Commodity Currencies Bid Higher Ahead of Five-Day EU Summit
• EU Said to Weight Use of $1.3 Trillion as Franco-German Discord Mars Talks – Bloomberg
• Commerzbank CEO Calls for Greece to Declare Insolvency – Reuters
• Fed is Poised for More Easing – WSJ
• Struggling French Banks Fought to Avoid Oversight – WSJ
European Session Summary
Yesterday was shaping up to be an exceptionally disappointing day leading into a disappointing weekend, as news reports surfaced that the German leadership bloc was considering not attending the Euro-zone summit this weekend. Instead, while German leaders would actually be attending, it became clear that an agreement forming some sort of resolution to the Euro-zone crisis would not be reached by Sunday. Briefly, risk-aversion took hold of trading on Thursday, sending European equity markets and the Euro to session lows.
No less than 3-hours later in the afternoon session in New York, it was announced that instead of one summit, there would be two spanning five days, and that Euro-zone leaders would work tirelessly over the next few days to submit a resolution to the public by Wednesday the latest. The summits are scheduled for October 23 and October 26. The news has since led to a mass exodus from the U.S. Dollar, pushing equity markets and higher yielding currencies back towards their highs set earlier this week, with much of the rally taking shape during European trading on Friday.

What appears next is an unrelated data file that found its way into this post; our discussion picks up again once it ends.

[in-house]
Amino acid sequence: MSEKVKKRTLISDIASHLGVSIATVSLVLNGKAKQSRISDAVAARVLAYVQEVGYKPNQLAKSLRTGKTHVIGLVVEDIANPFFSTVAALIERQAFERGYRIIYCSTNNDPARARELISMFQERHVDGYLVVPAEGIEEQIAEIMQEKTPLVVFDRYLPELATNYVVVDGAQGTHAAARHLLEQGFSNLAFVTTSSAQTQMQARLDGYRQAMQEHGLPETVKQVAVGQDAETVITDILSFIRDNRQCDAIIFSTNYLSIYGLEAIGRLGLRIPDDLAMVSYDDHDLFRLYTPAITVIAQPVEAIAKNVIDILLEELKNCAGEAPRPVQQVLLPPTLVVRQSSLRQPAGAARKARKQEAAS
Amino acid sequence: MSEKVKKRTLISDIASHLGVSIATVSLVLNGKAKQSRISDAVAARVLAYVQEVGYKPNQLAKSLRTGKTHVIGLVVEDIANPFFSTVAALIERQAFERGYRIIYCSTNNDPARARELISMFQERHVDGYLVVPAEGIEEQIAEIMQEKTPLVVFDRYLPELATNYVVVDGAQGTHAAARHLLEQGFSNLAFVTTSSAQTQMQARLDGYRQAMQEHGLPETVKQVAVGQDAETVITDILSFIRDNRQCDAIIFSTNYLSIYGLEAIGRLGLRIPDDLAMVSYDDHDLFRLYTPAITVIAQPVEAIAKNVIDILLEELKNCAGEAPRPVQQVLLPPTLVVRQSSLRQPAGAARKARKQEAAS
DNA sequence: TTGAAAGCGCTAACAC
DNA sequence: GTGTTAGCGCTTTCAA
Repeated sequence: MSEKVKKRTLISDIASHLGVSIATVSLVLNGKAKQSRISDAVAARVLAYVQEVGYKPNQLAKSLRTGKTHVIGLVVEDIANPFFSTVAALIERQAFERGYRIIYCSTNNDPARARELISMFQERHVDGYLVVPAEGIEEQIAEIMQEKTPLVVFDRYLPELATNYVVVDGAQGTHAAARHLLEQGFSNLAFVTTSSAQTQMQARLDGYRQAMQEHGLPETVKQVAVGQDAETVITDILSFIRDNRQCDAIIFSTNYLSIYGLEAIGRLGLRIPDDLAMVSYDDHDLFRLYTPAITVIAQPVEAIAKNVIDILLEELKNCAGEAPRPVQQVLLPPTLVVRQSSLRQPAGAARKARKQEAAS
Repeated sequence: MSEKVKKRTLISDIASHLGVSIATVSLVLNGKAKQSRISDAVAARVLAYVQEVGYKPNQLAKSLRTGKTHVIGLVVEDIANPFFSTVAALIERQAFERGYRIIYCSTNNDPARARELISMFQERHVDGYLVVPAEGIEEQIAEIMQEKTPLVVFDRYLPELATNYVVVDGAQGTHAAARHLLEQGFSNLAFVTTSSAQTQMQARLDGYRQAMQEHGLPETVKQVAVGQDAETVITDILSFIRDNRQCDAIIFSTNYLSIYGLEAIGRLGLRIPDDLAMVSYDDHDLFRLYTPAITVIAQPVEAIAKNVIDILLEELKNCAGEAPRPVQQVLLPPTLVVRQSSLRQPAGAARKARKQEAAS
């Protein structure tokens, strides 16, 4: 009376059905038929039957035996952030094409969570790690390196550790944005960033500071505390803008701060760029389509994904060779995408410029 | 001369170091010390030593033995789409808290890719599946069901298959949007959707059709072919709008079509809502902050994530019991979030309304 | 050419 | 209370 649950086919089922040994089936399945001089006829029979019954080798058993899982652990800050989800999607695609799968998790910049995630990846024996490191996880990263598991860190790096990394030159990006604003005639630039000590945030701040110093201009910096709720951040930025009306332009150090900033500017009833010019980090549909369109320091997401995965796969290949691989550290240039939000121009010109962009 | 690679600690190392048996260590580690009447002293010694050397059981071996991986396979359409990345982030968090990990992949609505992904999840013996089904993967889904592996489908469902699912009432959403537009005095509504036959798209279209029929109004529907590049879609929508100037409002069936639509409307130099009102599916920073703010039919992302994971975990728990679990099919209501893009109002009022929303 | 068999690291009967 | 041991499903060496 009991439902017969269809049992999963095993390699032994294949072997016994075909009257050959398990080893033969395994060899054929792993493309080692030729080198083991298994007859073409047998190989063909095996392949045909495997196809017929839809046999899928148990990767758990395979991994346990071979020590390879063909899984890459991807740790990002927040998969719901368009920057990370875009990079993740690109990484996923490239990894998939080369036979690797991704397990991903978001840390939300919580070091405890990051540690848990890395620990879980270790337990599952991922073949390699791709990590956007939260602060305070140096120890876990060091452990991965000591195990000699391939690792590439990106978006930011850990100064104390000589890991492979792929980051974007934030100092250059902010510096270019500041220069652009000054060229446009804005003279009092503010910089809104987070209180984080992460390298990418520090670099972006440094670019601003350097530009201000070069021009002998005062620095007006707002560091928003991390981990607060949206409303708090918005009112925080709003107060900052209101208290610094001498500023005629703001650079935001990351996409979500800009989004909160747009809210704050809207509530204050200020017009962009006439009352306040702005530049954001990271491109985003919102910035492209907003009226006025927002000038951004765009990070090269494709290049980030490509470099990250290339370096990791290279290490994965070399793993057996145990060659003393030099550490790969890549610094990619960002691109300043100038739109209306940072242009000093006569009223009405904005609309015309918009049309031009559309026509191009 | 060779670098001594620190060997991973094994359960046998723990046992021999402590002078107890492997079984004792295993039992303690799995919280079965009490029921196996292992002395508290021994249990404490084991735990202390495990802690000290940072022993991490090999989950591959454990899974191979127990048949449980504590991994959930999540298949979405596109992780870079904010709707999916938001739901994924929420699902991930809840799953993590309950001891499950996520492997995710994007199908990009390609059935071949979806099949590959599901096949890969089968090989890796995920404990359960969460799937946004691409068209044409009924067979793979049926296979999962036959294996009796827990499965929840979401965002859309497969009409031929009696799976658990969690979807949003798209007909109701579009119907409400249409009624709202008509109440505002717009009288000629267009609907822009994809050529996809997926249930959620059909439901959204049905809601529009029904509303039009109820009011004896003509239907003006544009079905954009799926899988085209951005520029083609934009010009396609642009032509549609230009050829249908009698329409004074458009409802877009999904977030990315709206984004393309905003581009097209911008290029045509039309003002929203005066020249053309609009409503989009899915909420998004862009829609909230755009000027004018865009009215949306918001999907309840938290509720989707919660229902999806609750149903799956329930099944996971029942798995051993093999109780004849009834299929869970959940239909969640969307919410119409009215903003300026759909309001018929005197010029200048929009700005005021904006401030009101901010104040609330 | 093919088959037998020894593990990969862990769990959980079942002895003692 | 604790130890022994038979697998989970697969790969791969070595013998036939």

EUR/USD 1-minute Chart: October 21, 2011
Charts created using Strategy Trader– Prepared by Christopher Vecchio
While higher yielding and risk-correlated assets have unquestionably been the biggest beneficiaries of the Euro-zone summit developments, the Euro has also held up nicely, rallying for four consecutive days despite wild swings. The Euro’s advance this past week has been its longest streak of gains since July. It is worth noting that the EUD/USD has had a tendency to rally on the news of resolutions for Greece, before selling off after they are officially announced. This was most notable on the confidence vote for Prime Minister George Papandreou in late-June and early-July, when the EUR/USD rallied up to 1.4577 on July 4 before falling to 1.3836 on July 12.
In another notable development, the USD/JPY reached a post-war low again today, at 75.78, breaking the previous low of 75.94 set on August 19. Typically, such Japanese Yen strength comes in a time of need for safety. Indeed, that is still the case here. A Euro-zone bailout package has and will boost risk-appetite in the short-term, reducing the attraction of the U.S. Dollar, considering liquidity concerns would be alleviated temporarily. Still, given the uncertainty surrounding Euro-zone debt, the Yen provides ample safety, which is why it has help up against the U.S. Dollar and remains a better performer than the Euro on the day.
24-Hour Price Action
Key Levels: 13:40 GMT
Thus far, on Friday, the Dow Jones FXCM Dollar Index is much lower, trading at 9655.40, at the time this report was written, after opening at 9736.91. The index has traded mostly lower, with the high at 9766.46 and the low at 9643.57.
--- Written by Christopher Vecchio, Currency Analyst
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